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A Sobering Anniversary, But So Glad We Have OCD-UK

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What has been lost to the pandemic in terms of lives, livelihoods and mental health scars is massive.

But through it all our wonderful charity, run by its trustees, staff moderators and volunteers,  with input from the members and bulletin board users - and with wonderful input from its patrons and certain mental health professionals, has remained there for us .A magnificent resource to turn to, get support guidance inspiration, source materials.

And it is mentioned as a help resource by the mental health organisation from which I am currently having therapy.

Thank you everyone for all that has been, and is being, done for sufferers, their friends and families, and everyone affected by OCD during this dreadful pandemic.

Edited by taurean
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I think we might also thank all those hardy souls that combined with the charity to find ways to raise valuable sponsorship monefunding  for the running of the organisation and the valuable work it does.

For those that bought from the shop, or from Amazon through the link where the charity gets a small amount on each transaction, or just those who made donations of what they could afford, or became a member.

We all play a part, even if all we can do is help others via the forum.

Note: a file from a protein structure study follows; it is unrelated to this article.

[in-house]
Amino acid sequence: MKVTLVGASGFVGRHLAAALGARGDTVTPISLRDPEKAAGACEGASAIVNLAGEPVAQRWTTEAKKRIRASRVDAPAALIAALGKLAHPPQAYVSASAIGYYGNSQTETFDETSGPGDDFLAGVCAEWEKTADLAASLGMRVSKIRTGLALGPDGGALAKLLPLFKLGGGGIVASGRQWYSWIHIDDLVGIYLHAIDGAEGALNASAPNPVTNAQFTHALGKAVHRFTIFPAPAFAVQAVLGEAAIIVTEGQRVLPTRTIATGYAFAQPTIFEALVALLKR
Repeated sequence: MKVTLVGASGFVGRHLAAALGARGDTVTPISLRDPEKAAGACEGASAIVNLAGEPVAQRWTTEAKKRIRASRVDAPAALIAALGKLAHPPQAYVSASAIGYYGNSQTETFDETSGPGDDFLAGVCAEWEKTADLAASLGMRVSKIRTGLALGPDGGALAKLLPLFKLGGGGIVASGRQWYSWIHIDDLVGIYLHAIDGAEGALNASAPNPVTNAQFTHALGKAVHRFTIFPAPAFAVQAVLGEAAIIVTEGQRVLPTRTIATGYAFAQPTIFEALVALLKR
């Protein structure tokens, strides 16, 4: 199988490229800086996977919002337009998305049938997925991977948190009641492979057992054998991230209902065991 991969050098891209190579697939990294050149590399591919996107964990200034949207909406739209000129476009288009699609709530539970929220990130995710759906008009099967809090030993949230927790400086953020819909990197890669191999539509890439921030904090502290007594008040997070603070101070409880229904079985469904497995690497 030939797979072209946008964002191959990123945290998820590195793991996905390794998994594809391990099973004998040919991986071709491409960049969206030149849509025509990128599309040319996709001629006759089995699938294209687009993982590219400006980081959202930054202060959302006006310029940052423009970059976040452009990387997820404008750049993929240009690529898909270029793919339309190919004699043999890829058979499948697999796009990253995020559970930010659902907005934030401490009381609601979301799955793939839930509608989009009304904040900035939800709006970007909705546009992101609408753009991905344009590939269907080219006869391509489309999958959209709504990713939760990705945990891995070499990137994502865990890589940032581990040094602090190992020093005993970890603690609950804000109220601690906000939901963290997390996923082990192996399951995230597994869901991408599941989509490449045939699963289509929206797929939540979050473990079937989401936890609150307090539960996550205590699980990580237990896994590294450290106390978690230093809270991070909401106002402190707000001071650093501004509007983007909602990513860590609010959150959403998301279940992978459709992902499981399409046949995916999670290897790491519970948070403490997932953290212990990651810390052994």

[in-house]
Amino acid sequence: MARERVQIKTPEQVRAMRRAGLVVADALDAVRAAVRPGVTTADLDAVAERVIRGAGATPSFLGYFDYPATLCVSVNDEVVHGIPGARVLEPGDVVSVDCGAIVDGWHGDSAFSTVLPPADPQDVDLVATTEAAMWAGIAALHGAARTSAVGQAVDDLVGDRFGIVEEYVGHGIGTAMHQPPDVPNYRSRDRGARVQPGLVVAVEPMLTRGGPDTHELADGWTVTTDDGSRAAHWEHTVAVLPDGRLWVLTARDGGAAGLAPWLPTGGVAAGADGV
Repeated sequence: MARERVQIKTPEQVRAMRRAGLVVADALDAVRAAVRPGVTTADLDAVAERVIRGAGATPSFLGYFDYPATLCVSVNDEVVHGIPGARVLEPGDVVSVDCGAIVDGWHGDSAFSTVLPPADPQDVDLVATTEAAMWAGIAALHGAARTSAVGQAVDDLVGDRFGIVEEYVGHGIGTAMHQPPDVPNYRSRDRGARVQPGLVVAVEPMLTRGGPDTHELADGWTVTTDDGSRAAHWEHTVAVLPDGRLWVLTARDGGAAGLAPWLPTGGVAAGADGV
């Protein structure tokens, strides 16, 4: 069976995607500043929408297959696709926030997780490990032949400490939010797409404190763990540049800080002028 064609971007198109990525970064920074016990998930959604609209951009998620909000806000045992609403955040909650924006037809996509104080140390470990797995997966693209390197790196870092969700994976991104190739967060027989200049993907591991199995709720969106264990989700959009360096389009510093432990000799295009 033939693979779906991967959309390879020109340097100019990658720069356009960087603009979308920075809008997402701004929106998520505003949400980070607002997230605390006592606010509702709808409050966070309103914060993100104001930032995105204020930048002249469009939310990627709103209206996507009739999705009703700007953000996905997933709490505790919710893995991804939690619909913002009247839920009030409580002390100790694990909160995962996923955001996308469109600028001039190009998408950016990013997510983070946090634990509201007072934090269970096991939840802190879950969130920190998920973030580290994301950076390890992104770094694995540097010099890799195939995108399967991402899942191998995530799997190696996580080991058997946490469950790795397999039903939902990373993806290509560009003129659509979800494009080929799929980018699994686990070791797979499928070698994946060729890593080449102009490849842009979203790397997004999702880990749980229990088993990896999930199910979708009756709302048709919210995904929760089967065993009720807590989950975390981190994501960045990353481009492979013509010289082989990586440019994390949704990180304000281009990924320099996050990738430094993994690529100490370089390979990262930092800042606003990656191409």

We aren't out of these woods yet, and we don't truly know what lies ahead. 

But what we do know is we can rely on OCD-UK being there for us, whatever.

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If you buy from Amazon folks, do set up your account to be through Amazon Smile, and your designated charity to be OCD-UK. 

I have done that. And just ordered an Amazon echo dot 4th generation smartspeaker for my birthday. Amazon will give OCD-UK 0.5% of the order, so I am raising money for the charity just by buying on Amazon. 

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It's scary how the time flies.  I've been here on the forum for 17 years now.  During that time I've "met" thousands of lovely people, some briefly, others over several years.  It's nice to see people improve and move on with their lives.  It's always good when some of them pop back with an update.  I think we've made quite an impact in the OCD world and continue to raise awareness  and help people with their recovery

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As a relatively new user (approx 9 months now) I completely agree with you @taurean.

I was at my wits end before I found this forum. And suffering in silence for over 25 years with no idea why I was the way I am. I used to describe myself as 'having a monster in my head' and I wasn't saying that to make a joke either.

Now I'm in CBT - still feeling the ups and downs of it all, as I guess must of us do each day - but feeling for the first time in my life I understand the 'monster in my head' and that I now have the chance to change things.

Thank you for everyone who has played a part in the forum and charity. You do make such a difference.

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I was discussing this issue of the monster with my therapist last session (back in therapy after a bad relapse). 

She wanted to dig a little deeper into my perceptions of OCD. 

For me, it's not so much about chemical imbalances - because if it was, then correcting them would correct the OCD. I more favour the idea that, for whatever reason, the brain's frontal lobes are miscommunicating, creating false or exaggerated thinking - which then formulates the OCD. 

This then takes the appearance of a monster bullying us and looking to restrict our lives through unhelpful rules and rituals, physical or mental. 

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